ZACHARY — The Zachary City Council voted unanimously to accept Allen & LeBlanc of Baton Rouge’s low bid of $474,000 to continue work on the municipal sewer system.
Six companies submitted bids ranging as high as $770,000.
According to the bid itemization compiled by Professional Engineering Consultants Corp., of Baton Rouge, the work includes pipe replacement, video inspection of sewer lines, resealing and replacing manhole covers and installing clean-outs to existing lines.
The areas covered by the proposal are the Newell Street Basin and part of Little Farms.
The upgrades represent the second part of a sewer improvement program funded by a $9.3 million state Department of Environmental Quality loan. The city will repay the funds at an interest rate of 0.95 percent over 22 years.
Voters approved the sale of the utility bonds and a gradual fee hike last October.
By 2014, sewer rates will increase an average of $7 per month, while municipal gas and water rates will rise $6 and $9 per month, respectively.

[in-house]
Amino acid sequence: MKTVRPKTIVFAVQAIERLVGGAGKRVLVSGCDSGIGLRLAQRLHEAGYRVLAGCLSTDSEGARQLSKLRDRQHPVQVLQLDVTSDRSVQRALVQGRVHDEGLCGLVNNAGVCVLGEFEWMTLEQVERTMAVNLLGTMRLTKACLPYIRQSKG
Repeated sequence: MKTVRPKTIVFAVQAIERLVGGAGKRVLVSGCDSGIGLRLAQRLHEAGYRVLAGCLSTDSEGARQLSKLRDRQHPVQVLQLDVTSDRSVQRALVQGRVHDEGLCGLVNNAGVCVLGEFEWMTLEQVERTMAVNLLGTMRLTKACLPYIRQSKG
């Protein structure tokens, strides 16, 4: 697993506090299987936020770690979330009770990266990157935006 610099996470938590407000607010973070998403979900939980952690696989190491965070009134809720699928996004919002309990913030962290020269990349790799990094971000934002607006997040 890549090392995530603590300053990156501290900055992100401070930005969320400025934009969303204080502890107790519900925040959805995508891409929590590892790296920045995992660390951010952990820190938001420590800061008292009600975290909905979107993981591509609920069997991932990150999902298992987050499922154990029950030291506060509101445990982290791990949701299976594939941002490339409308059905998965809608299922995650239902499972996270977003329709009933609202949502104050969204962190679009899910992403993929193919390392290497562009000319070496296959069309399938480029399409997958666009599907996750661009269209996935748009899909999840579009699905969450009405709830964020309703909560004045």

Other matters coming before the council during Tuesday night’s meeting included:
UTILITY FEES: In a 4-1 vote, the council lowered the utility reconnection fee from $50 to $25. The ordinance also adds a $50 charge for anyone who wants water and gas restored after 4 p.m.
“Just to be clear, we’re not going out in the middle of the night. This is for people who pay their bills between 4 and 4:30,” Mayor David Amrhein said.
Councilmen Tommy Womack, Brandon Noel, Francis Nezianya and Dan Wallis voted for the measure. John Coghlan cast the dissenting vote.
PLAN REVIEW FEE: The council voted unanimously to replace the $150 flat fee for review of commercial building plans with a rate of 3 cents per square foot. The minimum fee will be $75.
ANNISON HOUSE: After hearing from Ryan Southall, treasurer of the private Zachary Historic Village Association, the council voted unanimously to put off acting on a proposal to begin the process of revoking the donation of the Annison House.
Southall told the council that the 40-member association has raised donations and spent its own money on the house. The antebellum plantation home is the oldest building in the area, he said.
“The Annison family gave it to us because they couldn’t afford to maintain it,” Southall said.
“We hope that if we give it back, they will sell it to someone,” Mayor David Amrhein said. He said the decision was a difficult one for the council.